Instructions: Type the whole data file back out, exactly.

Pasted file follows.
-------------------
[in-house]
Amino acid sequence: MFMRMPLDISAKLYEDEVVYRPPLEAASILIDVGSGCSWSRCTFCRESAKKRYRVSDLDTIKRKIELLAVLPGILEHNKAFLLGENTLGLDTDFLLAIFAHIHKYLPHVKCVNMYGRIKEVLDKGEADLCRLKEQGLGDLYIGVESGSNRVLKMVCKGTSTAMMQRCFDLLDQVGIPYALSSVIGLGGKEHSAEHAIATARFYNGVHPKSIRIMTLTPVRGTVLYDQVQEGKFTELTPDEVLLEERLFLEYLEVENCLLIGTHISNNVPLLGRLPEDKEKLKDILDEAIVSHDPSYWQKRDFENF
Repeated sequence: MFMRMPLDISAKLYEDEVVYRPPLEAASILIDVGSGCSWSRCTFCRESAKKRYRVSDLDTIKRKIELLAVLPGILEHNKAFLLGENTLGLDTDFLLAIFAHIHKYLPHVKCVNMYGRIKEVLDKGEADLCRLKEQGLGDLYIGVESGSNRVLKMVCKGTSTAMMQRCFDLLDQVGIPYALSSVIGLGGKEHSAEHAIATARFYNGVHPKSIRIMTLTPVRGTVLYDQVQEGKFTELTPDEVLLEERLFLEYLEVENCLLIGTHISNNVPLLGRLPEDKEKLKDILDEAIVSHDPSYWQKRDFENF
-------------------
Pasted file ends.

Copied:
[in-house]
Amino acid sequence: MFMRMPLDISAKLYEDEVVYRPPLEAASILIDVGSGCSWSRCTFCRESAKKRYRVSDLDTIKRKIELLAVLPGILEHNKAFLLGENTLGLDTDFLLAIFAHIHKYLPHVKCVNMYGRIKEVLDKGEADLCRLKEQGLGDLYIGVESGSNRVLKMVCKGTSTAMMQRCFDLLDQVGIPYALSSVIGLGGKEHSAEHAIATARFYNGVHPKSIRIMTLTPVRGTVLYDQVQEGKFTELTPDEVLLEERLFLEYLEVENCLLIGTHISNNVPLLGRLPEDKEKLKDILDEAIVSHDPSYWQKRDFENF
Repeated sequence: MFMRMPLDISAKLYEDEVVYRPPLEAASILIDVGSGCSWSRCTFCRESAKKRYRVSDLDTIKRKIELLAVLPGILEHNKAFLLGENTLGLDTDFLLAIFAHIHKYLPHVKCVNMYGRIKEVLDKGEADLCRLKEQGLGDLYIGVESGSNRVLKMVCKGTSTAMMQRCFDLLDQVGIPYALSSVIGLGGKEHSAEHAIATARFYNGVHPKSIRIMTLTPVRGTVLYDQVQEGKFTELTPDEVLLEERLFLEYLEVENCLLIGTHISNNVPLLGRLPEDKEKLKDILDEAIVSHDPSYWQKRDFENF